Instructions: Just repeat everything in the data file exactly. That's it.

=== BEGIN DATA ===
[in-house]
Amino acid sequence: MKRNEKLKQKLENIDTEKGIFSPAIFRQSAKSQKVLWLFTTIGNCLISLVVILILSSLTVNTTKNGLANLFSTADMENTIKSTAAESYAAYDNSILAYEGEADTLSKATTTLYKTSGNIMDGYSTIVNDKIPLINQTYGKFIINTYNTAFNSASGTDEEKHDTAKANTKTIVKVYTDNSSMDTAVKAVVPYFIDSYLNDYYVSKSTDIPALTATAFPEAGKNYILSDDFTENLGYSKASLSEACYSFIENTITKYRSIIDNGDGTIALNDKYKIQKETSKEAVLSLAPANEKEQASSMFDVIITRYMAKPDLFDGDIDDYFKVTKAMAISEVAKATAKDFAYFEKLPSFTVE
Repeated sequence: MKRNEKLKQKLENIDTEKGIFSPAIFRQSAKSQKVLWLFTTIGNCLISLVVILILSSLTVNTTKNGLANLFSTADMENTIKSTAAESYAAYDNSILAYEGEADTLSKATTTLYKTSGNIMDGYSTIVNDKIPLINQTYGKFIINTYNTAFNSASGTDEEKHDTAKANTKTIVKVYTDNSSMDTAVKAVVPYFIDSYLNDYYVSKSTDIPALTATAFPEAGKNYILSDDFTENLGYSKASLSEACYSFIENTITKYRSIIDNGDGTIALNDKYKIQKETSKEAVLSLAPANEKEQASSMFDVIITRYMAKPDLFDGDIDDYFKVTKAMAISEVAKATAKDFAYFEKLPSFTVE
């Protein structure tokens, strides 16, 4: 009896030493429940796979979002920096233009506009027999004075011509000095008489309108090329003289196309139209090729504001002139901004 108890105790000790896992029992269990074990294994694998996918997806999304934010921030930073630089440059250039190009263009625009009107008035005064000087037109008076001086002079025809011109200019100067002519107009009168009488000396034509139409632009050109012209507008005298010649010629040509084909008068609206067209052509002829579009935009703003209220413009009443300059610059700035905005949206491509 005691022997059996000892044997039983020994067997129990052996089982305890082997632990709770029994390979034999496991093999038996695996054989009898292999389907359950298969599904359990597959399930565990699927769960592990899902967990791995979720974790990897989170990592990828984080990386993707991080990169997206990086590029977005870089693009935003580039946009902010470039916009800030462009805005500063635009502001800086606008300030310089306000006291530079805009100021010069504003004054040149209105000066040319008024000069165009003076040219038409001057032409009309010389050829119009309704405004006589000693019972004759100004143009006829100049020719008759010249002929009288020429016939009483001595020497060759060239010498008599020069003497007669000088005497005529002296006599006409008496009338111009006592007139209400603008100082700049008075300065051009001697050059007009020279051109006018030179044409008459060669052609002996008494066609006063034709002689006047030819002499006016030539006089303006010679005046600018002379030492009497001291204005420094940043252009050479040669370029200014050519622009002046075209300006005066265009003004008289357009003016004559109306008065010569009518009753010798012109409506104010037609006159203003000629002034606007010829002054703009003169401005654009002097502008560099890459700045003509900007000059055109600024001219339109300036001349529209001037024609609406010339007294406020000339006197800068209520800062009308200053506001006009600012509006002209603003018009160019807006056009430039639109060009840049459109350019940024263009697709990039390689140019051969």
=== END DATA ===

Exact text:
[in-house]
Amino acid sequence: MKRNEKLKQKLENIDTEKGIFSPAIFRQSAKSQKVLWLFTTIGNCLISLVVILILSSLTVNTTKNGLANLFSTADMENTIKSTAAESYAAYDNSILAYEGEADTLSKATTTLYKTSGNIMDGYSTIVNDKIPLINQTYGKFIINTYNTAFNSASGTDEEKHDTAKANTKTIVKVYTDNSSMDTAVKAVVPYFIDSYLNDYYVSKSTDIPALTATAFPEAGKNYILSDDFTENLGYSKASLSEACYSFIENTITKYRSIIDNGDGTIALNDKYKIQKETSKEAVLSLAPANEKEQASSMFDVIITRYMAKPDLFDGDIDDYFKVTKAMAISEVAKATAKDFAYFEKLPSFTVE
Repeated sequence: MKRNEKLKQKLENIDTEKGIFSPAIFRQSAKSQKVLWLFTTIGNCLISLVVILILSSLTVNTTKNGLANLFSTADMENTIKSTAAESYAAYDNSILAYEGEADTLSKATTTLYKTSGNIMDGYSTIVNDKIPLINQTYGKFIINTYNTAFNSASGTDEEKHDTAKANTKTIVKVYTDNSSMDTAVKAVVPYFIDSYLNDYYVSKSTDIPALTATAFPEAGKNYILSDDFTENLGYSKASLSEACYSFIENTITKYRSIIDNGDGTIALNDKYKIQKETSKEAVLSLAPANEKEQASSMFDVIITRYMAKPDLFDGDIDDYFKVTKAMAISEVAKATAKDFAYFEKLPSFTVE
């Protein structure tokens, strides 16, 4: 009896030493429940796979979002920096233009506009027999004075011509000095008489309108090329003289196309139209090729504001002139901004 108890105790000790896992029992269990074990294994694998996918997806999304934010921030930073630089440059250039190009263009625009009107008035005064000087037109008076001086002079025809011109200019100067002519107009009168009488000396034509139409632009050109012209507008005298010649010629040509084909008068609206067209052509002829579009935009703003209220413009009443300059610059700035905005949206491509 005691022997059996000892044997039983020994067997129990052996089982305890082997632990709770029994390979034999496991093999038996695996054989009898292999389907359950298969599904359990597959399930565990699927769960592990899902967990791995979720974790990897989170990592990828984080990386993707991080990169997206990086590029977005870089693009935003580039946009902010470039916009800030462009805005500063635009502001800086606008300030310089306000006291530079805009100021010069504003004054040149209105000066040319008024000069165009003076040219038409001057032409009309010389050829119009309704405004006589000693019972004759100004143009006829100049020719008759010249002929009288020429016939009483001595020497060759060239010498008599020069003497007669000088005497005529002296006599006409008496009338111009006592007139209400603008100082700049008075300065051009001697050059007009020279051109006018030179044409008459060669052609002996008494066609006063034709002689006047030819002499006016030539006089303006010679005046600018002379030492009497001291204005420094940043252009050479040669370029200014050519622009002046075209300006005066265009003004008289357009003016004559109306008065010569009518009753010798012109409506104010037609006159203003000629002034606007010829002054703009003169401005654009002097502008560099890459700045003509900007000059055109600024001219339109300036001349529209001037024609609406010339007294406020000339006197800068209520800062009308200053506001006009600012509006002209603003018009160019807006056009430039639109060009840049459109350019940024263009697709990039390689140019051969």